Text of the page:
WTF Community

Immigration: issues and policy

(David Bythewood) #121

Call immigrant detention centers what they really are: concentration camps

“When a leader puts people in camps to stay in power, history shows that he doesn’t usually stop with the first group he detains.”


As Andrea Pitzer, author of “One Long Night,” one of the most comprehensive books on the history of concentration camps, recently noted: “Every country has said their camps are humane and will be different. Trump is instinctively an authoritarian. He’ll take them as far as he’s allowed to.”

This this terrifying and what’s even more terrifying are the people who support this policy and voted for this nightmare. :disappointed:

(David Bythewood) #123

Iowa Senator Chuck Grassley didn’t ask DHS to prove claim about migrants ‘renting babies’ but helped spread it anyway

Acting Homeland Security chief McAleenan claimed ads are being run in Central America on TV and radio encouraging illegal immigration, echoing a right-wing conspiracy theory.


Wtf, wtf…

The Trump Administration has opted to use an Army base in Oklahoma to hold growing numbers of immigrant children in its custody after running out of room at government shelters.

Fort Sill, an 150-year-old installation once used as an internment camp for Japanese-Americans during World War II, has been selected to detain 1,400 children until they can be given to an adult relative, according to the U.S. Department of Health and Human Services.


More from WaPo

On Tuesday, the agency announced it has chosen a military base as a temporary shelter: Fort Sill in Oklahoma, which was used during World War II as an internment camp for Japanese Americans and Japanese immigrants. Before that, it was the longtime prison for Apache leader Geronimo.

The Trump administration has been under fire for its treatment of migrant children, drawing comparisons to the U.S. government’s internment of Japanese Americans and Japanese immigrants in the 1940s. Yale historian Joanne Freeman said on Twitter: “It feels as though history can’t yell any louder than this.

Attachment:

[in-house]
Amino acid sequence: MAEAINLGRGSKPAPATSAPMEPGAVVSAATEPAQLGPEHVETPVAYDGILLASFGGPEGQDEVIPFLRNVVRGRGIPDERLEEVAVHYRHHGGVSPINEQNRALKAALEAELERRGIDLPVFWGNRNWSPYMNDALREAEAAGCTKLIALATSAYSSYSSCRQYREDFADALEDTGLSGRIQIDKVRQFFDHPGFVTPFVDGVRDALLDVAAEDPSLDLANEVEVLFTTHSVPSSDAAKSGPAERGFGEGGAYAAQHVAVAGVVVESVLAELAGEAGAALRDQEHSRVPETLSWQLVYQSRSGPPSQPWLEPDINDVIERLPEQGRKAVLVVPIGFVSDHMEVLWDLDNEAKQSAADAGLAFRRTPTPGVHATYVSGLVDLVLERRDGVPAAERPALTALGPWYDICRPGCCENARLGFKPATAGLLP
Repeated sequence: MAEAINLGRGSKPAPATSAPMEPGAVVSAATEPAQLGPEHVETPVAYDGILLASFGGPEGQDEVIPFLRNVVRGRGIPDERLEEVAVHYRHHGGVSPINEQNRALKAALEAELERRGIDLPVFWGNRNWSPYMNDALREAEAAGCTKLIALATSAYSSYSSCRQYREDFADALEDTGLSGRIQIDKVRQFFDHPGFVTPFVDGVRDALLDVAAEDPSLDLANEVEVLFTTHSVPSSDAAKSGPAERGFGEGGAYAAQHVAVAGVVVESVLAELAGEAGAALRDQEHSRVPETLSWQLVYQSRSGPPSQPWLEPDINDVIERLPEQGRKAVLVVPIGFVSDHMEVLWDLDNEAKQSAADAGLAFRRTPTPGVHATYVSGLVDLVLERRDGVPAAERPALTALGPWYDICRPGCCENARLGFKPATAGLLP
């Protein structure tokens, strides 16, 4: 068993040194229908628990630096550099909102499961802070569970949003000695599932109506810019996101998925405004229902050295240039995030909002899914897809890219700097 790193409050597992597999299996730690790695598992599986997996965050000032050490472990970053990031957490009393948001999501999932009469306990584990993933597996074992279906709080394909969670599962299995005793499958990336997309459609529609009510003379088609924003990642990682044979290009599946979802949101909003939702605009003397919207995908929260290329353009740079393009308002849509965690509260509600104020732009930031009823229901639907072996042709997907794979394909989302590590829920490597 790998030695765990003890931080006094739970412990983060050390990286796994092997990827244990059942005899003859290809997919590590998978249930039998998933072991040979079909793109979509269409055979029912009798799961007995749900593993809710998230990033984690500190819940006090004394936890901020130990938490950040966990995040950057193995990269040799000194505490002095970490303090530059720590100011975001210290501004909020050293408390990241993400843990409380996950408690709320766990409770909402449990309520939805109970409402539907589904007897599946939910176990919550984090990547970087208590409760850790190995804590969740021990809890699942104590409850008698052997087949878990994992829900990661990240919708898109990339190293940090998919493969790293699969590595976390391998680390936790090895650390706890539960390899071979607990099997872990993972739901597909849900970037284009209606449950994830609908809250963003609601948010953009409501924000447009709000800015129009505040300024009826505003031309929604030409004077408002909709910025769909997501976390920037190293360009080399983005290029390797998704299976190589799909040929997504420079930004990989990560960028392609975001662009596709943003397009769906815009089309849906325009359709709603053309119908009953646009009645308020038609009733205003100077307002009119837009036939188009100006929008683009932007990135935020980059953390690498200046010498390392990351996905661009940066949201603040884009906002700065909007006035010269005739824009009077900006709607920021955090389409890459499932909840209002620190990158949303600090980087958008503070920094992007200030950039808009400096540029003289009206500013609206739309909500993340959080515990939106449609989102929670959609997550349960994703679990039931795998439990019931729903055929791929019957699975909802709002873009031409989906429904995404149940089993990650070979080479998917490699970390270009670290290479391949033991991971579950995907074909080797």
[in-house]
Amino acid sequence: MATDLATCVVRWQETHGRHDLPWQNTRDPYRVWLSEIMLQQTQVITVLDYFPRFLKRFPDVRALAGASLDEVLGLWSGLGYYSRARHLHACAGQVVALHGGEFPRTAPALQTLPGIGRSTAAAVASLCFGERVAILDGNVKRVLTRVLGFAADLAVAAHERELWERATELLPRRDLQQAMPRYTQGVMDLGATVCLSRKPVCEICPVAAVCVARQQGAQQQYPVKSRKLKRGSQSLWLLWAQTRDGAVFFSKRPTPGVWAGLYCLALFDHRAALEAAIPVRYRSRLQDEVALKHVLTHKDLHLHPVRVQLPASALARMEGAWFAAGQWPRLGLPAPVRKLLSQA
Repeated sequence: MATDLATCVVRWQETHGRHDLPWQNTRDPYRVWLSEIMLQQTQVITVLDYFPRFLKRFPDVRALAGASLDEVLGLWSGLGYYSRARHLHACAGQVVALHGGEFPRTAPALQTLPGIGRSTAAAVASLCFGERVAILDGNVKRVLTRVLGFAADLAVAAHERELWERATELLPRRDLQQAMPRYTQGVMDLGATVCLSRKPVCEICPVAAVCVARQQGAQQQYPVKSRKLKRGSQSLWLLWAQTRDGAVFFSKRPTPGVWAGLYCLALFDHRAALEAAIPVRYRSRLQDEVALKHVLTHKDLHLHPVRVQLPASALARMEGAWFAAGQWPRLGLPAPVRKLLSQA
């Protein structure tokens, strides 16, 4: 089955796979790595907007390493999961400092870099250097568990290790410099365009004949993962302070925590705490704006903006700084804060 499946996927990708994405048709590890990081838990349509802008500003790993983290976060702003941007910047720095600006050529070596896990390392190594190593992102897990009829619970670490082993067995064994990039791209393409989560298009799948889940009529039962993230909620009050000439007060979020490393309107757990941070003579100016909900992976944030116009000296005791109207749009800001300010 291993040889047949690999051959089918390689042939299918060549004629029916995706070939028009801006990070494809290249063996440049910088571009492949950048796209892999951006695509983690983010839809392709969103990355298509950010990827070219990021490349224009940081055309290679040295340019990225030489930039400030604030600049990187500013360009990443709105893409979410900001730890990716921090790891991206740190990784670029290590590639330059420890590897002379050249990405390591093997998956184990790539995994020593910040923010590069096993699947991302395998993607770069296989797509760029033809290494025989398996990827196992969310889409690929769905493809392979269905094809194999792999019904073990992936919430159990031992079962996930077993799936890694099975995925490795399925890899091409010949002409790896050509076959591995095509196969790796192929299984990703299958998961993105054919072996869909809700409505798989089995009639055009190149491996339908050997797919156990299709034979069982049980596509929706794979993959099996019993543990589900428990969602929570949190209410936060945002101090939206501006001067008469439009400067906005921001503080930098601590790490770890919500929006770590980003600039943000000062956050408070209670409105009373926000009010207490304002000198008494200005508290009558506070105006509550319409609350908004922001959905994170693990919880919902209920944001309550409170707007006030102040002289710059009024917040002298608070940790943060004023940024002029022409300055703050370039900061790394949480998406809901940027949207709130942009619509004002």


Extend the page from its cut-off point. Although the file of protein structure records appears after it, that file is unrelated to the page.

(David Bythewood) #126

This is the first post in a long thread that talks about ongoing efforts to deny access and scrutiny to the treatment of immigrants. They are kept in inhuman conditions, and are being moved onto military bases where ALL access can then be denied. Something must be done.

(David Bythewood) #127

ICE’s kidnapping is still happening, just more quietly

Here’s a List of Companies Making Money From Miami’s Child-Migrant Detention Camp

(David Bythewood) #128

Civil servants say they’re being used as pawns in a dangerous asylum program

Asylum officers worry they’re being forced to send some Central Americans to wait in Mexico — even when they’re in danger of persecution there.

As the Trump administration’s Migrant Protection Protocols (MPP) program has expanded since it was introduced in January and the lawsuit over its legality has progressed slowly, many asylum officers have gotten increasingly uncomfortable with their role in the process. They worry that they’re being used to whitewash the program, and claim they don’t actually have as much power to allow migrants to stay in the US if they’re in danger as the Trump administration has publicly stated. One asylum officer described the interviews as “pro forma” — just for show.

Under the Migrant Protection Protocols, the Trump administration, as part of its serial efforts to stem a growing tide of Central American asylum seekers, started sending some Central American asylum seekers — first a handful a week, then dozens, now hundreds — back to Mexico after initial processing, with instructions to show up at a port of entry at a particular date for a hearing before an immigration judge on their asylum case.

The policy has raised serious concerns among lawyers and human rights advocates, who worry that there’s no way for immigrants to obtain American lawyers while in Mexico; that they may not be able to return to the US in time for their hearings; and, fundamentally, that northern Mexico isn’t necessarily a safe place for Central Americans fleeing persecution to be — that the US would essentially be violating the principle of non-refoulement (that a government must not send a migrant back to a country where they’d be persecuted or imperiled).

To my knowledge, this isn’t happening here… yet.


Resignation Syndrome afflicts children who have lost all hope. How long before we see it here?

The Refugee Kids Entering Comas as They Face Deportation


Yup, this is actual fascism. We should call a spade a spade.